When someone suffering from a potentially fatal nut allergy reads “may contain traces of nuts” on a food product label, just how worried should they be? That’s what scientists at the University of Manchester set about finding out.
The research could be life-saving because, while allergenic ingredients used in a recipe have to be listed on food labels, traces of allergens that find their way into foods by accident – say when a food-processing company makes both nut and non-nut products – are not currently regulated.
Labels currently warn of such traces with phrases, such as “may contain traces of nuts”, or “produced in a factory which also handles peanuts”, but there is no consistency or indication of how much of the allergenic product may have found its way into other products.
Further complicating matters, different people can tolerate more of an allergen than others.
To rate the risk, researchers, gave 436 people who suffered from allergies to peanut, hazelnut, celery, fish or shrimp small doses of the food they were allergic to and monitored their reactions.
“What we wanted was to find a level of allergen which would only produce a reaction in the most sensitive 10% of people. This sort of data can then be used to apply a consistent level of warning to food products,” says Professor Clare Mills, who led the study published in the Journal of Allergy and Clinical Immunology.
“What we’d like to see are warnings which tell people with allergies to avoid certain products completely or just apply to those who are most sensitive.”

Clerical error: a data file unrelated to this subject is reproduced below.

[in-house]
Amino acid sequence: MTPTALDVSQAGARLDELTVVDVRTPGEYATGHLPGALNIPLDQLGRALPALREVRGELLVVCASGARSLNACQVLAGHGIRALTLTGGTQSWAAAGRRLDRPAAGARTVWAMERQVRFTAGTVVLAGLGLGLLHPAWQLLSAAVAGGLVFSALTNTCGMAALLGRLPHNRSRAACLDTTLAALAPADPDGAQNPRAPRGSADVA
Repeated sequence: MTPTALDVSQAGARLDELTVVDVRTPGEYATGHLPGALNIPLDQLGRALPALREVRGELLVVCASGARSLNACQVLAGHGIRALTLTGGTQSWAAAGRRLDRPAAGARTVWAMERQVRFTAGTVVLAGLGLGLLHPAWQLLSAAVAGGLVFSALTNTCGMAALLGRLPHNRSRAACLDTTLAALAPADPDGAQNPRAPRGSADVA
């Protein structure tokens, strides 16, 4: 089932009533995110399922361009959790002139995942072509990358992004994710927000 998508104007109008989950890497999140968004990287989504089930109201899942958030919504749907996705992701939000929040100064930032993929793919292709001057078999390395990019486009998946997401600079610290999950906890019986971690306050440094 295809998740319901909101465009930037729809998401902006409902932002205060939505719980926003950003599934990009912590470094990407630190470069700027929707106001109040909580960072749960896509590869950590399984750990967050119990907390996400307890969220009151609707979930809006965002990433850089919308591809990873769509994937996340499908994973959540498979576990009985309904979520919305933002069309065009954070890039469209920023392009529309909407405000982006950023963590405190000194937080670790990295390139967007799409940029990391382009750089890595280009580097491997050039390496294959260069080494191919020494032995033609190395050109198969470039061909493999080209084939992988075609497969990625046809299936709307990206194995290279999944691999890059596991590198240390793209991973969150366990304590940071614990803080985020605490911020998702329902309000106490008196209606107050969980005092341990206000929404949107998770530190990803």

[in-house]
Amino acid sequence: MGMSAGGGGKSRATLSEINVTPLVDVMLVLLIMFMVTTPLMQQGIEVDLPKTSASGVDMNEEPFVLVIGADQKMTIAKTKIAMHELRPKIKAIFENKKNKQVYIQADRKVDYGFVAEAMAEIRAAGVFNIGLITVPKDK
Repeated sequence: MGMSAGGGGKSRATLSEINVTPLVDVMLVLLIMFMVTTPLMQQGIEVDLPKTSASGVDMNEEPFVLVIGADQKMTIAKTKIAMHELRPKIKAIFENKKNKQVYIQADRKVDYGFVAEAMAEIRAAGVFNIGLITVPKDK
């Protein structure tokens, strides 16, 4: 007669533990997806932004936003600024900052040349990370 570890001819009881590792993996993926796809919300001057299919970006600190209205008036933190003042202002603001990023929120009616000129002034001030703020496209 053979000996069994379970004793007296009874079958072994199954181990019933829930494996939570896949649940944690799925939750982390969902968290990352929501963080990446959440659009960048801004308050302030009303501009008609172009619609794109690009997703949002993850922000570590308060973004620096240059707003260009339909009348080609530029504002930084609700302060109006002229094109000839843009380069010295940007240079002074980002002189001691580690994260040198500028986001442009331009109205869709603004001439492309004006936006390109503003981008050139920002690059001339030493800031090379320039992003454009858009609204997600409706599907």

What they found was that between 1.6 and 10.1 milligrams (1/1000 of a gram) of hazelnut, peanut and celery protein produced a reaction in the most sensitive 10% of those studied.
For fish it was higher – at 27.3 milligrams – and for shrimp a significantly higher 2.5 grams of cooked protein produced a reaction – although the researchers didn’t study raw shrimp which may have a different effect.
The University of Manchester is part of a project “Integrated Approaches to Food Allergen and Allergy Management” (iFAAM), which aims to provide better advice for health workers and the public and, ultimately reduce the burden of allergy across Europe.
Professor Mills added: “This single study is part of the background to rolling out new warning guidelines across Europe, and alongside other work being carried out in Manchester and elsewhere we’re developing a strong evidence base to give consumers and industry confidence.”
Bill Condie is a science journalist based in Adelaide, Australia.
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